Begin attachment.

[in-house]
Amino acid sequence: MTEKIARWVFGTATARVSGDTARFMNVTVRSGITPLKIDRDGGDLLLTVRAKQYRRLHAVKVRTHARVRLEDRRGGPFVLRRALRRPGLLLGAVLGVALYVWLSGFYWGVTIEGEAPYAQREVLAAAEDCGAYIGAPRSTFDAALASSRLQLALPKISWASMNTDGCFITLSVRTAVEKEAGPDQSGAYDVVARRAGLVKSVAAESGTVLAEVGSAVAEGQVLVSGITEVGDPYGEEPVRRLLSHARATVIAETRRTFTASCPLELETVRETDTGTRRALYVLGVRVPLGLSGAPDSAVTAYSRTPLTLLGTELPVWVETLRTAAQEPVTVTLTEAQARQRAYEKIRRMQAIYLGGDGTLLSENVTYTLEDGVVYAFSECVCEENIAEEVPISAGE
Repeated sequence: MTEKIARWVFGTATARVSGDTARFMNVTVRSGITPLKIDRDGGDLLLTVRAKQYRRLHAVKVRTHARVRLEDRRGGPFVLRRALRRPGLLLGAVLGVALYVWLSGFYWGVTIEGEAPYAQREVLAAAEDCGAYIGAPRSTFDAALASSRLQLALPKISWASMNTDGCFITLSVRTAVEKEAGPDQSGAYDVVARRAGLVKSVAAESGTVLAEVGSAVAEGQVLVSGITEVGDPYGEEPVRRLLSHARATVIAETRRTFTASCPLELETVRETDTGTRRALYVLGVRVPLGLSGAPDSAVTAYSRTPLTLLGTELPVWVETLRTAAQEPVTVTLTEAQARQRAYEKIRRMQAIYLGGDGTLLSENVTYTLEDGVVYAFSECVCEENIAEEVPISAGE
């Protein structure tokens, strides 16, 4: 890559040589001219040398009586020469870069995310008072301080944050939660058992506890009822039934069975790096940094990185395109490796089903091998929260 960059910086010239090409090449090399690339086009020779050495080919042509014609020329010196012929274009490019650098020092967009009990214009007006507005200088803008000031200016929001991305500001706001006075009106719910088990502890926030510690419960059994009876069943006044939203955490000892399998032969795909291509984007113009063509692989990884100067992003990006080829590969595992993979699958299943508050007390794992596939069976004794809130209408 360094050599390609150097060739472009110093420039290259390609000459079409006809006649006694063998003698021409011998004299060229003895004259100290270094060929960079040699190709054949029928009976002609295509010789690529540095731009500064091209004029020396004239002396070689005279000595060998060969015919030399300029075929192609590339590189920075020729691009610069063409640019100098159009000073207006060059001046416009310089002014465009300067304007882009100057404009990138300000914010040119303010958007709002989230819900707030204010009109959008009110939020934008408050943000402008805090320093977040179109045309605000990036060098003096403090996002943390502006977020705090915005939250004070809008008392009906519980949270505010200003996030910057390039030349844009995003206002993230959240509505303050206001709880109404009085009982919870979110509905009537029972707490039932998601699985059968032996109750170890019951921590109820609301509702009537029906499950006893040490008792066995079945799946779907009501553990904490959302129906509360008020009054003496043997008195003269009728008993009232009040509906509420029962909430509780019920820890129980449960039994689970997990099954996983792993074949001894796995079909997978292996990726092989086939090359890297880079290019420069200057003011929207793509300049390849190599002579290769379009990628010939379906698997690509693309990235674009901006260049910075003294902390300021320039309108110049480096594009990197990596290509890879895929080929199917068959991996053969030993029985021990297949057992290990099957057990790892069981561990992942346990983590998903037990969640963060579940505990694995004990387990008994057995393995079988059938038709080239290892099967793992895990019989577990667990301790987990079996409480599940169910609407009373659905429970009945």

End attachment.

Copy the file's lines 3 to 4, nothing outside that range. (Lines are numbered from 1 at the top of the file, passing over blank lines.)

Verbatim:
Repeated sequence: MTEKIARWVFGTATARVSGDTARFMNVTVRSGITPLKIDRDGGDLLLTVRAKQYRRLHAVKVRTHARVRLEDRRGGPFVLRRALRRPGLLLGAVLGVALYVWLSGFYWGVTIEGEAPYAQREVLAAAEDCGAYIGAPRSTFDAALASSRLQLALPKISWASMNTDGCFITLSVRTAVEKEAGPDQSGAYDVVARRAGLVKSVAAESGTVLAEVGSAVAEGQVLVSGITEVGDPYGEEPVRRLLSHARATVIAETRRTFTASCPLELETVRETDTGTRRALYVLGVRVPLGLSGAPDSAVTAYSRTPLTLLGTELPVWVETLRTAAQEPVTVTLTEAQARQRAYEKIRRMQAIYLGGDGTLLSENVTYTLEDGVVYAFSECVCEENIAEEVPISAGE
């Protein structure tokens, strides 16, 4: 890559040589001219040398009586020469870069995310008072301080944050939660058992506890009822039934069975790096940094990185395109490796089903091998929260 960059910086010239090409090449090399690339086009020779050495080919042509014609020329010196012929274009490019650098020092967009009990214009007006507005200088803008000031200016929001991305500001706001006075009106719910088990502890926030510690419960059994009876069943006044939203955490000892399998032969795909291509984007113009063509692989990884100067992003990006080829590969595992993979699958299943508050007390794992596939069976004794809130209408 360094050599390609150097060739472009110093420039290259390609000459079409006809006649006694063998003698021409011998004299060229003895004259100290270094060929960079040699190709054949029928009976002609295509010789690529540095731009500064091209004029020396004239002396070689005279000595060998060969015919030399300029075929192609590339590189920075020729691009610069063409640019100098159009000073207006060059001046416009310089002014465009300067304007882009100057404009990138300000914010040119303010958007709002989230819900707030204010009109959008009110939020934008408050943000402008805090320093977040179109045309605000990036060098003096403090996002943390502006977020705090915005939250004070809008008392009906519980949270505010200003996030910057390039030349844009995003206002993230959240509505303050206001709880109404009085009982919870979110509905009537029972707490039932998601699985059968032996109750170890019951921590109820609301509702009537029906499950006893040490008792066995079945799946779907009501553990904490959302129906509360008020009054003496043997008195003269009728008993009232009040509906509420029962909430509780019920820890129980449960039994689970997990099954996983792993074949001894796995079909997978292996990726092989086939090359890297880079290019420069200057003011929207793509300049390849190599002579290769379009990628010939379906698997690509693309990235674009901006260049910075003294902390300021320039309108110049480096594009990197990596290509890879895929080929199917068959991996053969030993029985021990297949057992290990099957057990790892069981561990992942346990983590998903037990969640963060579940505990694995004990387990008994057995393995079988059938038709080239290892099967793992895990019989577990667990301790987990079996409480599940169910609407009373659905429970009945």